Obama Calls for Transportation Renewal Bill to Save Jobs

Obama Calls for Transportation Renewal Bill to Save Jobs

Obama is planning continued pressure on Congress to create jobs, starting with passage of a transportation bill that could save up to a million jobs.

Published August 31, 2011

Speaking from the Rose Garden Wednesday morning, President Obama challenged Congress upon its return to Washington next week to immediately pass a clean extension of the Surface Transportation bill, which provides funding for highway construction, bridge repair, mass transit systems and other infrastructure projects. The bill expires at the end of September. Failure to do so, he warned, could put an additional one million people out of work.


“If we allow the transportation bill to expire, over 4,000 workers will be immediately furloughed without pay. If it’s delayed for just ten days, it will lose nearly $1 billion in highway funding. That’s money we can never get back,” Obama said. “And if it’s delayed even longer, almost one million workers could lose their jobs over the course of the next year.”


The president also said that allowing the bill to expire would be both unacceptable and inexcusable, particularly since the construction industry has been one of the hardest hit in the past decade. In addition, he urged Congress to pass a clean extension of the Federal Aviation Agency bill, which expires on Sept. 16. Because of congressional infighting, thousands of aviation workers were nearly laid off and are owed back pay.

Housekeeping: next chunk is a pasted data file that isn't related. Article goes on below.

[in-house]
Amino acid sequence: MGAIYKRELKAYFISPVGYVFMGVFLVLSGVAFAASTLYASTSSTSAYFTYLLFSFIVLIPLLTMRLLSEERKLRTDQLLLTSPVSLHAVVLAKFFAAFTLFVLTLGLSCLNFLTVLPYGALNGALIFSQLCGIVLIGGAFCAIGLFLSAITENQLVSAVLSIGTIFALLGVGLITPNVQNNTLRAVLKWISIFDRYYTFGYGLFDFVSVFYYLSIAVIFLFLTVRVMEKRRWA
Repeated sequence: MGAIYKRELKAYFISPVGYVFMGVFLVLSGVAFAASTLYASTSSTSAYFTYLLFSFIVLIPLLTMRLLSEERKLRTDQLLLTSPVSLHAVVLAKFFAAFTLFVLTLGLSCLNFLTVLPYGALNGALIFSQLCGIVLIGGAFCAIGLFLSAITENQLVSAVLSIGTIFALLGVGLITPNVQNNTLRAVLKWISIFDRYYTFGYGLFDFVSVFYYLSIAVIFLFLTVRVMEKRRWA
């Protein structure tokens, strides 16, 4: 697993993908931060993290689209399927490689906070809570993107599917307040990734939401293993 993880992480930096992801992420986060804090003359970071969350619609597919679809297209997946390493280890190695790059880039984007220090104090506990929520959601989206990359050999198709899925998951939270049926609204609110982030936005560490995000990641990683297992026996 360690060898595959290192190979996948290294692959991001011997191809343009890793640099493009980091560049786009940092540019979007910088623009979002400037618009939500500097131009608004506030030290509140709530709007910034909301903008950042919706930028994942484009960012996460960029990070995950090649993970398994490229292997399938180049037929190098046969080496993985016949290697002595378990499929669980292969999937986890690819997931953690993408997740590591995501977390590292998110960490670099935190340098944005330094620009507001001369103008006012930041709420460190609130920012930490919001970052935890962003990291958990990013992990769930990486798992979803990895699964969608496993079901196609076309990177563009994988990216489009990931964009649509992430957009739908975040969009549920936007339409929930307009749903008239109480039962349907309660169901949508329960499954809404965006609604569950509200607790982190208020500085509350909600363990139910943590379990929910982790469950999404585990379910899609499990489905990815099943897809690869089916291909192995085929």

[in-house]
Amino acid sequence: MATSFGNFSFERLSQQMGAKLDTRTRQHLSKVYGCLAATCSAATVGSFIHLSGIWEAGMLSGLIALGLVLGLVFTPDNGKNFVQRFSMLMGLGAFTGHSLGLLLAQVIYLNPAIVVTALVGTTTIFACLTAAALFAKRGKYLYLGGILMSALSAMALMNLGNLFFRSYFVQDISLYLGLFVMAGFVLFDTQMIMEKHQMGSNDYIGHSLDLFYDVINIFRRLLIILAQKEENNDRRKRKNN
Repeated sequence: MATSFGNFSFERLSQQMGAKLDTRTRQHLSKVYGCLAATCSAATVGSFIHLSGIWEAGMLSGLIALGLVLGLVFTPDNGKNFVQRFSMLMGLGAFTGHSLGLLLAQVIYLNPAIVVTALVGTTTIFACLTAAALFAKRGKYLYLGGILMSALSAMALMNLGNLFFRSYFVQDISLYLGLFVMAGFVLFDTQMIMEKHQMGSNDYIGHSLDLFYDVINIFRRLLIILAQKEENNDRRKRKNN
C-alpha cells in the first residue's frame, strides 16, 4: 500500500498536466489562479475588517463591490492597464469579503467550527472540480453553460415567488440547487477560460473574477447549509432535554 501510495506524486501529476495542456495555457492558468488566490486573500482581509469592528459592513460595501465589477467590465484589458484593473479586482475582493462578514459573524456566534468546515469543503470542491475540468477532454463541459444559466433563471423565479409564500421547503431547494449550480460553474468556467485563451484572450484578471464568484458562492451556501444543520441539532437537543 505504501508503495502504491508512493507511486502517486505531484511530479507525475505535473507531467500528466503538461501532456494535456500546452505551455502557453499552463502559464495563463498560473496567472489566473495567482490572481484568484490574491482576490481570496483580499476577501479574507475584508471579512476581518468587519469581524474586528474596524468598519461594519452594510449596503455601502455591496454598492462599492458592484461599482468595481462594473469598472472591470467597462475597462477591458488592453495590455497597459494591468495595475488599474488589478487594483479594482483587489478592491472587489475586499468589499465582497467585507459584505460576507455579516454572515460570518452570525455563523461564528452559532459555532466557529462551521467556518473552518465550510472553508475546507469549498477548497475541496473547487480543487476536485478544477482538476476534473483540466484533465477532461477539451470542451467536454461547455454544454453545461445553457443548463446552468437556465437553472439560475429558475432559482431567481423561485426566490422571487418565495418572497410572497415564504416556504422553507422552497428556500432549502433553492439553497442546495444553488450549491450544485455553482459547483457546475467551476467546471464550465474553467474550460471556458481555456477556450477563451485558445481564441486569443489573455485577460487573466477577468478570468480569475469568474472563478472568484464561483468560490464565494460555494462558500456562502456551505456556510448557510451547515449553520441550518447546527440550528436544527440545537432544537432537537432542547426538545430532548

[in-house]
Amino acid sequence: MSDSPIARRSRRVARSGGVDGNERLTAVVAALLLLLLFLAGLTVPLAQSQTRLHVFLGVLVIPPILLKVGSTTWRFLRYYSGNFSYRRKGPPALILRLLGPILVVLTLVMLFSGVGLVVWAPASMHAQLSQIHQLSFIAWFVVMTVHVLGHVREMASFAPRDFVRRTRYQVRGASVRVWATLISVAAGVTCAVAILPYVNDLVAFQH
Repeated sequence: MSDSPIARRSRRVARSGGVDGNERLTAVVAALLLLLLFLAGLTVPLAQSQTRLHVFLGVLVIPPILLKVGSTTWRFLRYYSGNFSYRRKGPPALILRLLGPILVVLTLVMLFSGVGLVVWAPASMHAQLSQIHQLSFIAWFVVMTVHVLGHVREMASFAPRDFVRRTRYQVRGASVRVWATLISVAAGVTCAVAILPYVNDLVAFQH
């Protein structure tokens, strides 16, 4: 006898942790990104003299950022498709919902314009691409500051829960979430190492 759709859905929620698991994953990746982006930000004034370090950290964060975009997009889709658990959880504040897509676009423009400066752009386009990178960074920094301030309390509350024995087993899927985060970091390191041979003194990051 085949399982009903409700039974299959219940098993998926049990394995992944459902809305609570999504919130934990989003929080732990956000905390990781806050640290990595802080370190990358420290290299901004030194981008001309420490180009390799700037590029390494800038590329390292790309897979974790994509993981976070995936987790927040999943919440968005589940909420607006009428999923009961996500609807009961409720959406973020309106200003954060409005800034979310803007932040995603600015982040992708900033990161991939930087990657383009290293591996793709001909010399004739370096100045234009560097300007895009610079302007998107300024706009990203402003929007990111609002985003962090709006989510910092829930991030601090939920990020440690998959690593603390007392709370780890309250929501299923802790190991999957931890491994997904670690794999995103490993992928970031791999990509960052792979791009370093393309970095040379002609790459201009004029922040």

“At a time when a lot of people in Washington are talking about creating jobs, it’s time to stop the political gamesmanship that can actually cost us hundreds of thousands of jobs,” said Obama. “This should not be a Democratic issue or a Republican issue.”


In a Tuesday interview on the “Tom Joyner Morning Show,” Obama said he has not yet found any “magic bullets” to get Americans, and African-Americans in particular, working again, likening the nation’s fragile economy to a heart attack victim.


“This is a situation where the economy essentially had a heart attack, and the patient lived, and the patient is getting better, but it’s getting better very slowly,” he said, adding that infrastructure projects could create up to a million jobs, which he reiterated in his Rose Garden remarks.


Under no illusion that the White House and Congressional Republicans will have a miraculous meeting of the minds next week, Obama said that both he and the American public will need to pressure Congress to take action on job creation measures.


“My attitude is that my job is to present the best plans possible. Congress needs to act. If Congress does not act, then I’m going to be going on the road and talking to folks, and this next election very well may end up being a referendum on whose vision of America is better,” said Obama.


Obama, who was scheduled to deliver a speech at the formal dedication of the Martin Luther King Jr. memorial before it was postponed because of Hurricane Irene, said that the memorial is a reminder of what’s possible in this country, although there is clearly a lot more work to do.


“Dr. King helped to catalyze, along with that entire generation of heroes, the progress that allowed me to be sitting in this Oval Office right now,” he said. “But I think it’s always important to remember that when Dr. King gave the “I Have a Dream” speech, that was a march for jobs and justice, not just justice.”

(Photo: AP Photo/Carolyn Kaster)

Written by Joyce Jones


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